Google changes their logo to match a theme of the day and the Empire State Building changes its lights at night for something significant that day, like when the tower lights were blue, white and red last July after France won the World Cup. So, I wear a tie that has to do with what that day signifies on the calendar. And I’ve had some fun and started choosing the color of my ref shirt to try and do the same, to match what that day is on the calendar.
I can do so because in 1994, when the United States hosted the World Cup, FIFA introduced color referee jerseys. Shortly thereafter, soccer refs in the United States started wearing ugly fuchsia jerseys.
A couple years later, better-looking shirts were introduced. Although refs in some other countries wear shorts and socks today that are not black, I have never officiated a game with color shorts or socks.
With U.S. Soccer, the ref shirt colors are yellow, black, red, sky blue and Grinchy green. It’s very similar colors but a different design for high school games and the orange replaces red for those games. The new college jerseys, introduced last year, are orange, yellow and sky blue.
US Soccer and NISOA, the college referee group, created a two-year window for the new shirts. The new U.S. Soccer shirts became mandatory on January 1 of this year while the new college shirts become mandatory on August 1, 2020.
Let’s say that you are officiating games only under the U.S. Soccer umbrella. That’s five shirts in short-sleeve, five shirts in long-sleeve, one pair of shorts and two different pairs of socks (as there are two different designs) for the ref to purchase, which would come to over $500. So you can understand why starter kits are generally one yellow shirt, one black shirt, one pair of shorts and one pair of socks. If the new ref decides to continue, then the complete uniform can be purchased. And if they start doing high school games, 10 new jerseys must be purchased, plus six new jerseys are needed for college games.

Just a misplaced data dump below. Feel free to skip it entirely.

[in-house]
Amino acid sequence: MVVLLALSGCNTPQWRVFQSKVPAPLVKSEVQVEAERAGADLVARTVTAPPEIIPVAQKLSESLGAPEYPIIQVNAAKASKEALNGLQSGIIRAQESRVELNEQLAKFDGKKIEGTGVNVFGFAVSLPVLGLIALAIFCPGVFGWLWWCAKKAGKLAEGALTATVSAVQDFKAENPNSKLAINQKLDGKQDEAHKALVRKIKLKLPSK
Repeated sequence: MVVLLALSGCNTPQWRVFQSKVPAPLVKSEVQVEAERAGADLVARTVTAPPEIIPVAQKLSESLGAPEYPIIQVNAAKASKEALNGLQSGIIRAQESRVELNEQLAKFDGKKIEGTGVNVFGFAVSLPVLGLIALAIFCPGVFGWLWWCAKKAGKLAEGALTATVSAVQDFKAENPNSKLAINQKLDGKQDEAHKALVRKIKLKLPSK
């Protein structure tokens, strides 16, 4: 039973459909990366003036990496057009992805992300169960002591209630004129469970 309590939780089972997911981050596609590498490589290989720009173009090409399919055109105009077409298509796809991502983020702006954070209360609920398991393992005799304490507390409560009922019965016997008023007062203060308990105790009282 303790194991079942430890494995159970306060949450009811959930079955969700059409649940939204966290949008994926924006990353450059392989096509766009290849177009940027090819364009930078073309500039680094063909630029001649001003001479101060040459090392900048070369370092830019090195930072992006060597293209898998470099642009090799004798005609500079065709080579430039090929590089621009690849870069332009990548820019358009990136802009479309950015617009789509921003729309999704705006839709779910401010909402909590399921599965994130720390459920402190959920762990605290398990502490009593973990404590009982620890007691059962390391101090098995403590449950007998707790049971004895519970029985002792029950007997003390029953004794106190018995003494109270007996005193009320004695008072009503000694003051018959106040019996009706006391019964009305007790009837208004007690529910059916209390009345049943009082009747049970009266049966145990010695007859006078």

I have 26 different referee shirts, which is crazy as each of these groups utilize different shirts. Something to consider the next time your league is discussing ref fees. Or maybe the powers that be should hold off creating new ref jerseys for the next 25 years so we don’t have to keep buying all these shirts.
The 26 different shirts refs wear should they officiate U.S. Soccer, high school and college games.
Yet through the course of a year, I generally need to buy one new shirt and several pairs of socks because of the wear-and-tear.
When I started refereeing in the 1970s, refs had to have a military precision in wearing their uniforms. Assessors might still demand that but what I see on the field tells a very different story, corresponding to the decline in dress standards throughout society. (I don’t understand how what I call air-conditioned jeans, which are jeans with all the holes in them, are somehow fashionable.)
Ref uniform no-nos